- I recall once visiting a church and hearing the
members of a class, who were supposedly studying
their Bible regarding the Second Coming, debating
whether Jesus' feet would touch the ground. If you
could tell if His feet touched the ground, you would
be able to tell if this was the true or fake Jesus.
Is that a reasonable test? (That is silly. If you are
interested in feet, check out whether your own feet
are still touching the ground!)
- Read Matthew 5:19 and Matthew 16:27. During this series of
lessons we have discussed the idea that we are saved by
grace alone, but the decision to accept Jesus is not a
matter of mere words. True faith results in a walk towards
righteousness. When Matthew 16:27 says that Jesus will
"reward" us "according to what he has done," does this
mean that salvation is a matter of works? (That is not the
way I understand this. Instead, Matthew 5:19 tells us that
there will be rankings of some sort in heaven. It is a
- Read 1 Timothy 6:17-19. What does this teach about good
works and sharing your wealth with others? (It tells us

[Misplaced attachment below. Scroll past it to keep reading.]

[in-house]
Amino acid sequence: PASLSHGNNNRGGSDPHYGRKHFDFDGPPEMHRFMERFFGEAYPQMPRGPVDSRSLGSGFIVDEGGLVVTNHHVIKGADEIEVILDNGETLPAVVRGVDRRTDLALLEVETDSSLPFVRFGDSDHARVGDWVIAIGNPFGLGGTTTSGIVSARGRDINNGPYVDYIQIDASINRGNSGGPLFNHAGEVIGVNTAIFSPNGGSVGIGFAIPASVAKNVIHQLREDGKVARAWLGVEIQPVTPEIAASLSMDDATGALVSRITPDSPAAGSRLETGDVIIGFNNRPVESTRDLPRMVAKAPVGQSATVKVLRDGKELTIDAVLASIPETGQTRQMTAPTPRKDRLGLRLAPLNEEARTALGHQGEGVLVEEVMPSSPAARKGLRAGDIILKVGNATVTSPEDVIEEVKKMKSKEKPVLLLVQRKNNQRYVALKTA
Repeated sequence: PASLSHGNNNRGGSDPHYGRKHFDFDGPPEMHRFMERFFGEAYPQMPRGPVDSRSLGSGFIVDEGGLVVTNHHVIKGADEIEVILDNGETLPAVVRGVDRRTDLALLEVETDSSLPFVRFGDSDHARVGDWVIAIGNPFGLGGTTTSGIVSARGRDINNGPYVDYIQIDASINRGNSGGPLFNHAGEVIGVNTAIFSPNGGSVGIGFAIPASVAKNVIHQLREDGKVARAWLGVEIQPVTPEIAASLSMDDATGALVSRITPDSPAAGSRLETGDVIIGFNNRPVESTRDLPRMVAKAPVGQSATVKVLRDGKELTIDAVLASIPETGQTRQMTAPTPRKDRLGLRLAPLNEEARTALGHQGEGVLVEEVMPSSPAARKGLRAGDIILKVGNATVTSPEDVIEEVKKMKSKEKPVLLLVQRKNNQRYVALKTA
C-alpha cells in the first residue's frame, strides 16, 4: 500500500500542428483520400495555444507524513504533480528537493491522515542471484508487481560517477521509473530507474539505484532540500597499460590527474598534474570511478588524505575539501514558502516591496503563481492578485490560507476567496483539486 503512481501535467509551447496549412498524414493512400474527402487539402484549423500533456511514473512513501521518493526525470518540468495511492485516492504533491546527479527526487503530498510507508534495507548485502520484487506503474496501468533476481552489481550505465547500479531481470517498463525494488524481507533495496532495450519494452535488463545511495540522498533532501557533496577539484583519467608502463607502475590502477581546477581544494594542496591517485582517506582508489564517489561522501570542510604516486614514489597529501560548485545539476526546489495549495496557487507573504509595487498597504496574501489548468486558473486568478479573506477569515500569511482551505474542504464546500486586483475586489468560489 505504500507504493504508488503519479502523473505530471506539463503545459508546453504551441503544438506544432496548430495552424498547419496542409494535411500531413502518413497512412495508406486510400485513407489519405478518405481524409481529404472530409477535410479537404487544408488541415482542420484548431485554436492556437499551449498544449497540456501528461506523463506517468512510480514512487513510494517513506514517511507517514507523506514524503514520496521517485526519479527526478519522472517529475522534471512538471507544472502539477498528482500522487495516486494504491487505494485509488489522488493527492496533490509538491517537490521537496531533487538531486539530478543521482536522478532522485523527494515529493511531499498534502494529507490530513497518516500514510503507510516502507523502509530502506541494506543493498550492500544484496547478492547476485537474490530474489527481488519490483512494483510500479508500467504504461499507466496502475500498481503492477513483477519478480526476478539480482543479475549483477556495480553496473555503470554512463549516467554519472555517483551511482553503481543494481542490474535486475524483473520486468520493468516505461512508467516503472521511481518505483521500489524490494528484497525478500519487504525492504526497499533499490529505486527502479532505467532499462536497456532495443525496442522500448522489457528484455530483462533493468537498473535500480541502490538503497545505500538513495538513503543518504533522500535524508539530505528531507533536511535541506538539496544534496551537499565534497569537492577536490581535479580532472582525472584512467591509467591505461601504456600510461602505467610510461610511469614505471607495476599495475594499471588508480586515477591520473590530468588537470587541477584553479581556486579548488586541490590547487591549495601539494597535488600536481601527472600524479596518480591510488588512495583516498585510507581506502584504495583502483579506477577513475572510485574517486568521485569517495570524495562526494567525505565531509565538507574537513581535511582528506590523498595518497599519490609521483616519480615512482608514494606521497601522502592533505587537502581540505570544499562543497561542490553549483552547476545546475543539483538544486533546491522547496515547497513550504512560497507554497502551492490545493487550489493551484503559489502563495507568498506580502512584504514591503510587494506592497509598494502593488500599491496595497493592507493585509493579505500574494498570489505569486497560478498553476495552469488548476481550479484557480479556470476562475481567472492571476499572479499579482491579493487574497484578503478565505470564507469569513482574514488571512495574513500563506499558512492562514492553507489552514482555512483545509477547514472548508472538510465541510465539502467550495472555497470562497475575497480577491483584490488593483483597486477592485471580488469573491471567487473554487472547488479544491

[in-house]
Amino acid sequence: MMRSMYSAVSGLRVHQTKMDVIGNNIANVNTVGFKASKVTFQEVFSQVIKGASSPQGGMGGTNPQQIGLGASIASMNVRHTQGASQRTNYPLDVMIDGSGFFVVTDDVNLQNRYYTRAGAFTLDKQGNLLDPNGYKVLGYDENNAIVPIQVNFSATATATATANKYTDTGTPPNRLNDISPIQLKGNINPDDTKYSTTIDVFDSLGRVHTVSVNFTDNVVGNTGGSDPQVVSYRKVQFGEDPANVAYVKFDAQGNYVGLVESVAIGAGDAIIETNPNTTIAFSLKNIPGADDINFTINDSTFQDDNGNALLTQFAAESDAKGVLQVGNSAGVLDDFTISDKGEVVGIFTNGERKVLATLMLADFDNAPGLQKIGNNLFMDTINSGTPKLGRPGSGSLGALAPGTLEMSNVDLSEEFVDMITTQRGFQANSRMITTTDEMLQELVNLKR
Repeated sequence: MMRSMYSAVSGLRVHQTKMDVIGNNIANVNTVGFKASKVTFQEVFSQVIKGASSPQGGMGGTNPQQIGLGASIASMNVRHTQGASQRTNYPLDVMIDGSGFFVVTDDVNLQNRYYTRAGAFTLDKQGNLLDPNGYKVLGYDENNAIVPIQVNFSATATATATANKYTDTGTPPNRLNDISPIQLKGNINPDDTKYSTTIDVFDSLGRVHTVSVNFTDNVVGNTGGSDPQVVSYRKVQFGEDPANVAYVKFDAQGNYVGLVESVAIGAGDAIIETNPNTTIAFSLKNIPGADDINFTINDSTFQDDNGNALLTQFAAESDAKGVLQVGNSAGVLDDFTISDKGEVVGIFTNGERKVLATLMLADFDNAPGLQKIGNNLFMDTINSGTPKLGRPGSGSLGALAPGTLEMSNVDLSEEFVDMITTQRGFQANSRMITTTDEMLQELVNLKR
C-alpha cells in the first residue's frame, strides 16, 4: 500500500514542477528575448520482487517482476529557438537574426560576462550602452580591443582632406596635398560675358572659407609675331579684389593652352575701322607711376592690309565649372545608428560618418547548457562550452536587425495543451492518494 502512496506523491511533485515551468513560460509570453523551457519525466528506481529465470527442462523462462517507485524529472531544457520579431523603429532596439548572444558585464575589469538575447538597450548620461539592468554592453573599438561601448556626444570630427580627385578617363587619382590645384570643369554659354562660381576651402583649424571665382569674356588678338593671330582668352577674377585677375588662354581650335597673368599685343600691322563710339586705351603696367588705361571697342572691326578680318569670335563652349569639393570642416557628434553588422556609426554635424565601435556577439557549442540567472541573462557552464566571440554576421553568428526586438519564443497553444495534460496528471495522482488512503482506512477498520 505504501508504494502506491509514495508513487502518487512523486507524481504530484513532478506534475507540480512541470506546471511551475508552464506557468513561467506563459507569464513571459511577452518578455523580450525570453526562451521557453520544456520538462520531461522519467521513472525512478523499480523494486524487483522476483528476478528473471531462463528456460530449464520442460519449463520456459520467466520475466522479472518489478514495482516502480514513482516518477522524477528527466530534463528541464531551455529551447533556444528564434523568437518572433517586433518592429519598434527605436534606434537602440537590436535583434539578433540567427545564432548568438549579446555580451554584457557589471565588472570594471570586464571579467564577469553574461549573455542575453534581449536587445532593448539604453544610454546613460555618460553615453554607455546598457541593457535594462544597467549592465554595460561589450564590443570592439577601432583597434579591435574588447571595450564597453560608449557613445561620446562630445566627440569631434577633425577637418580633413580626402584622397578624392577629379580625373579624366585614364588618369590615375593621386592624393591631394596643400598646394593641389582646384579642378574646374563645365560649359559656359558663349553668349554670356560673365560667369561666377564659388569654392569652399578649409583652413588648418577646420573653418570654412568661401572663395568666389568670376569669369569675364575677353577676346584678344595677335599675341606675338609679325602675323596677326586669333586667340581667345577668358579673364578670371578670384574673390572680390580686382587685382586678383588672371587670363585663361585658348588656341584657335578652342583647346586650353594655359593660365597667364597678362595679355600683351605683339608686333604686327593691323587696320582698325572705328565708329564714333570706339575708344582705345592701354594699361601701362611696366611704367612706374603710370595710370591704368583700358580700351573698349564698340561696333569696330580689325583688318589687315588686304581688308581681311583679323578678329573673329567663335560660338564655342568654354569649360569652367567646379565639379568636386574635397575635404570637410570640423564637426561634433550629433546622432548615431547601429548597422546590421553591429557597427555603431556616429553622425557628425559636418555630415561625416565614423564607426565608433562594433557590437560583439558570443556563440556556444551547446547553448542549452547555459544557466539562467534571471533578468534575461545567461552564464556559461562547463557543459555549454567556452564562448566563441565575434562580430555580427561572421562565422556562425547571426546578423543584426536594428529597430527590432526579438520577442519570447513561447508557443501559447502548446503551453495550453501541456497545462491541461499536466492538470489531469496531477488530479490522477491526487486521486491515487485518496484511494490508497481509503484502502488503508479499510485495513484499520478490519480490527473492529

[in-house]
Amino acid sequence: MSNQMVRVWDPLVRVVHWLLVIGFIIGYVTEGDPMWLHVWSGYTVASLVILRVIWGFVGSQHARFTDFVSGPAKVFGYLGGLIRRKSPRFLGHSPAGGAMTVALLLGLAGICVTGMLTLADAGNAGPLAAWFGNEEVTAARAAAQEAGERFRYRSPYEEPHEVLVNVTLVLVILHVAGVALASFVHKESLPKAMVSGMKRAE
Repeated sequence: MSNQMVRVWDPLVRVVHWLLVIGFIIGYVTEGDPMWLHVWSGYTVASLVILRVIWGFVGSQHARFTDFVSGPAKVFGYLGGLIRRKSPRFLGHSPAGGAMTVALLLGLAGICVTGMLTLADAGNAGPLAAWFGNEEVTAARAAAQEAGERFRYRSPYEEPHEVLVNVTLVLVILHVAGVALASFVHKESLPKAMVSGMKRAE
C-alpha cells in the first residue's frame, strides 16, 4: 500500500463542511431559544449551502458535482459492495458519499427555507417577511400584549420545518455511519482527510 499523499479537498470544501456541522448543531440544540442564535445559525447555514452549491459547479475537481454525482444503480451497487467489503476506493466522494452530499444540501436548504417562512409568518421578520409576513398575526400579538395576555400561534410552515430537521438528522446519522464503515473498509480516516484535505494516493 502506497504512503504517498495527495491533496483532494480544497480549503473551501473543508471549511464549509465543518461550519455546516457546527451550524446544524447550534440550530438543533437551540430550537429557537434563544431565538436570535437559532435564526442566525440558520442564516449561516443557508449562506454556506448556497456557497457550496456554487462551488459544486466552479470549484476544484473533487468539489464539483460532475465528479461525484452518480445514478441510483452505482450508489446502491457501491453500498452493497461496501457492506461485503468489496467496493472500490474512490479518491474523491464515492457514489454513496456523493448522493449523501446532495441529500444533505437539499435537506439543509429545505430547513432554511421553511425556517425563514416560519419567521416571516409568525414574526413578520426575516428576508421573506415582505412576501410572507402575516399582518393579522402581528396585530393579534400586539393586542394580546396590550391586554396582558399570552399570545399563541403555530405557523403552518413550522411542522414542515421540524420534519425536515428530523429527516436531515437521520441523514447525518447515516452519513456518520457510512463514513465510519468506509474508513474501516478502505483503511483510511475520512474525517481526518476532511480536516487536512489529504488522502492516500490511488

that we have made a deposit in the bank of heaven.)
- If, as Revelation 21:21 says, the main street of the
New Jerusalem is "pure gold," why would anyone want
to have a bank deposit? Just dig up a little of the
road, right? (We don't know the currency of heaven.
Obviously, it cannot be gold. But, it is something
and God promises us something of value to reflect our
good works on earth.)
- Read Matthew 6:1. What does this say about God and
rewards? (Clearly, God is in the reward business. If we
reward ourselves here, then we have received our total
reward. But, if we do good deeds out of a heart of love
and compassion, then God promises a reward.)
- Read Revelation 22:1-3. What reward do we find here? (Good
eating and good health!)
- Read Revelation 21:4. What reward do we find here? (No
death, mourning or pain!)
- Read Revelation 21:3 and Revelation 22:3-5. What reward do
we find here? (We get to live with God. We get to see the
face of Jesus!)
- Friend, do you want to go to heaven? Do you want to live
the fabulous life of those who live in joy, happiness and
peace? Would you like to be rewarded in heaven? If your
answer is "yes," then repent of your sins, accept Jesus'
life, death and resurrection on your behalf, and begin to
live a life that collects rewards for the future! Why not
commit to that right now?
- Next week we begin a study of the book of James.
* Copr. 2014, Bruce N. Cameron, J.D. All scripture references are to the New International Version (NIV), copr. 1973, 1978, 1984 International Bible Society, unless otherwise noted. Quotations from the NIV are used by permission of Zondervan Bible Publishers. Suggested answers are found within parentheses. The lesson assumes the teacher uses a blackboard or some other visual aid.